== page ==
Monthly Archives: February 2007

What is the purpose of your web copy?

I’m stating the obvious here, but it’s amazing how many clients don’t fully anticipate or appreciate their user’s needs when it comes to web copy.

When devising web copy or a content strategy, ask yourself the following questions:

What is the purpose of your web copy? What does it need to achieve? What do customers need to do on your site and will the copy help them?

There’s hundreds of more questions you need to ask yourself. For example, does your web copy ‘sell’ your services, product or public information? Is copy ‘on message’? Does it reflect your brand values? Don’t know what your brand values are? Then find out! Does copy meet your editorial guidelines? Don’t have any guidelines? Then write some!

Rant over.

Monkeymag to tone down content?

It was inevitable. Dennis Publishing is to review content in online only lads mag Monkeymag after a media agency voiced some concern over content which – as Digital Bulletin quotes – ‘pushes boundaries’.

As well as featuring babes, sports and cars, Dennis’ product development editor Ben Raworth recently suggested Monkeymag aims to showcase and filter web content so users don’t have to. That includes user generated content which some may feel ‘pushes boundaries’.

Interestingly, someone from a Times Newspapers URL was reading my various posts on Monkeymag this morning. Let’s see if there’s a story in tomorrow’s Times.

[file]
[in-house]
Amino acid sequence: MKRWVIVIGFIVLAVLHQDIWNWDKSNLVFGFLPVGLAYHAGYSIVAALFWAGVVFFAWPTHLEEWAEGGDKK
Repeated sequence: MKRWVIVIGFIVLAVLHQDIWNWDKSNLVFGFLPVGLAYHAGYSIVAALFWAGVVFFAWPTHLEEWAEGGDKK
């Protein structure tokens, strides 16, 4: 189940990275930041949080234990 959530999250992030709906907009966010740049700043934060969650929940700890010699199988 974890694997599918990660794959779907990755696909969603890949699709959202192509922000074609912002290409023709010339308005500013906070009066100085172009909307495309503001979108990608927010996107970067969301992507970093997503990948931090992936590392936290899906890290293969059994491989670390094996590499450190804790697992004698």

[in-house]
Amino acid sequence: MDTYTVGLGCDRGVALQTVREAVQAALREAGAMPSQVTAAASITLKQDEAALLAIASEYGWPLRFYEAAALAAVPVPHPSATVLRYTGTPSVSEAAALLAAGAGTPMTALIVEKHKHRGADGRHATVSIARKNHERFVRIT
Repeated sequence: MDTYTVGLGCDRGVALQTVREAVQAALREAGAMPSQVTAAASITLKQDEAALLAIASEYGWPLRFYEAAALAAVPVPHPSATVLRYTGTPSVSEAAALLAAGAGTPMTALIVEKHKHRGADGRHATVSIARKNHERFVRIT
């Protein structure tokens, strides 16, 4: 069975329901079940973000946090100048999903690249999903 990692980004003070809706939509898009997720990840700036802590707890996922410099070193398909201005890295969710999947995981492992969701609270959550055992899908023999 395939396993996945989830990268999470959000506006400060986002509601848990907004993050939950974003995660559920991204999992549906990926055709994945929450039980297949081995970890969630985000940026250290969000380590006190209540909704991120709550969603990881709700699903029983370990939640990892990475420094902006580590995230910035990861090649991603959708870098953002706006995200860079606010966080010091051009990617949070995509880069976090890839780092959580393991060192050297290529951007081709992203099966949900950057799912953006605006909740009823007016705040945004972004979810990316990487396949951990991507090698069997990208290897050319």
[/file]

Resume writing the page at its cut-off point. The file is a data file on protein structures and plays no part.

Tensions between print and online departments in publishing

Merged publishing operations have it easy.

Print teams are getting annoyed with online departments because they not only administer websites but they also collect the ad revenue.

Media buyers are eager to reach new audiences so they also want to see digital and print sides unite.

Does the Daily Telegraph no longer have this problem since it merged news operations?

SMD Publishing

Something odd’s happening. Each day, I’m getting a huge amount of Google referrals from people searching for ‘SMD Publishing’.

Many of the searches are from international users e.g. Spain. Are publishers circling SMD? The absence of a strong online presence for SMD Publishing has seen searches picking up on this contentcontent

Does anyone have any ideas on what’s going on?

Imagine Publishing upbeat about video games sector

It’s Bournemouth vs Bath! Imagine’s MD Damian Butt has told that it’s set to beat video games magazine publishser Future in terms of sales of video games mags.

Growth of any kind in print is good news, but more interesting is that Future’s last ABC report showed a drop in ‘official’ magazines while the broader and unofficial mags like Edge, Xbox World 360 and Games Master (holy rebrand and repositioning – is that still going?!).

I’d be interested to see what plans Imagine has for its titles online before other’s steal their thunder. It has a few forums set up (for example X360). but they’re pretty basic.

Friction TV, magazine publishing and User Generated Content

UPDATED: Friction TV is a politicallty themed website where users can upload video content on hot topics of discussion.

Sonic has gone in the for the kill in terms of advertising around this content:

“If you are a brand that wishes to be associated with a key issue such as Global
Warming, is the place where your ownership of the issue will be